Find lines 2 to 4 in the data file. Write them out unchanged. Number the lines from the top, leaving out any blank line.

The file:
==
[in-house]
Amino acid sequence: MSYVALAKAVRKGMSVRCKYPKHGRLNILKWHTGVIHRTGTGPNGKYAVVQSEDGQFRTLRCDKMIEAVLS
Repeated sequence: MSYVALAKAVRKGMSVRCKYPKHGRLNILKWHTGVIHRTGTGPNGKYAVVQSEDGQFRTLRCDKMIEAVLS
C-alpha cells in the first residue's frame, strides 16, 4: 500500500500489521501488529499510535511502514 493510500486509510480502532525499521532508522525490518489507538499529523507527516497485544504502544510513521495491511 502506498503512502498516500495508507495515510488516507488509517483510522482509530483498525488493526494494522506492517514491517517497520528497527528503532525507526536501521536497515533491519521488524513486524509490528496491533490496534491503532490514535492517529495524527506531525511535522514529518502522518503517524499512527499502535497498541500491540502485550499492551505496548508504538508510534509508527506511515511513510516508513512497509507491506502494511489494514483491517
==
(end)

Amino acid sequence: MSYVALAKAVRKGMSVRCKYPKHGRLNILKWHTGVIHRTGTGPNGKYAVVQSEDGQFRTLRCDKMIEAVLS
Repeated sequence: MSYVALAKAVRKGMSVRCKYPKHGRLNILKWHTGVIHRTGTGPNGKYAVVQSEDGQFRTLRCDKMIEAVLS
C-alpha cells in the first residue's frame, strides 16, 4: 500500500500489521501488529499510535511502514 493510500486509510480502532525499521532508522525490518489507538499529523507527516497485544504502544510513521495491511 502506498503512502498516500495508507495515510488516507488509517483510522482509530483498525488493526494494522506492517514491517517497520528497527528503532525507526536501521536497515533491519521488524513486524509490528496491533490496534491503532490514535492517529495524527506531525511535522514529518502522518503517524499512527499502535497498541500491540502485550499492551505496548508504538508510534509508527506511515511513510516508513512497509507491506502494511489494514483491517